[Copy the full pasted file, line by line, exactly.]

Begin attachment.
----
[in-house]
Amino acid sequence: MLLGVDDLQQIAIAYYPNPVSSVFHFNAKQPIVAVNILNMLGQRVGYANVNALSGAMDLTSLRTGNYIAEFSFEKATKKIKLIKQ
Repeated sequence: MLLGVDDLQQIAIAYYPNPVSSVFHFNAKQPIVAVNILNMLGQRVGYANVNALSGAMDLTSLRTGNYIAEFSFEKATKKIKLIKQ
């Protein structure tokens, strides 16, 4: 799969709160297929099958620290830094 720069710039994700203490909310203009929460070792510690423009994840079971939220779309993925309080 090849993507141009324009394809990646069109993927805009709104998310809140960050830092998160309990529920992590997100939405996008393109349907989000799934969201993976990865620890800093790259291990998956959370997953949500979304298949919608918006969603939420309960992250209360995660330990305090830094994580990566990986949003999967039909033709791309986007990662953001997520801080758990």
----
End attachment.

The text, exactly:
[in-house]
Amino acid sequence: MLLGVDDLQQIAIAYYPNPVSSVFHFNAKQPIVAVNILNMLGQRVGYANVNALSGAMDLTSLRTGNYIAEFSFEKATKKIKLIKQ
Repeated sequence: MLLGVDDLQQIAIAYYPNPVSSVFHFNAKQPIVAVNILNMLGQRVGYANVNALSGAMDLTSLRTGNYIAEFSFEKATKKIKLIKQ
């Protein structure tokens, strides 16, 4: 799969709160297929099958620290830094 720069710039994700203490909310203009929460070792510690423009994840079971939220779309993925309080 090849993507141009324009394809990646069109993927805009709104998310809140960050830092998160309990529920992590997100939405996008393109349907989000799934969201993976990865620890800093790259291990998956959370997953949500979304298949919608918006969603939420309960992250209360995660330990305090830094994580990566990986949003999967039909033709791309986007990662953001997520801080758990």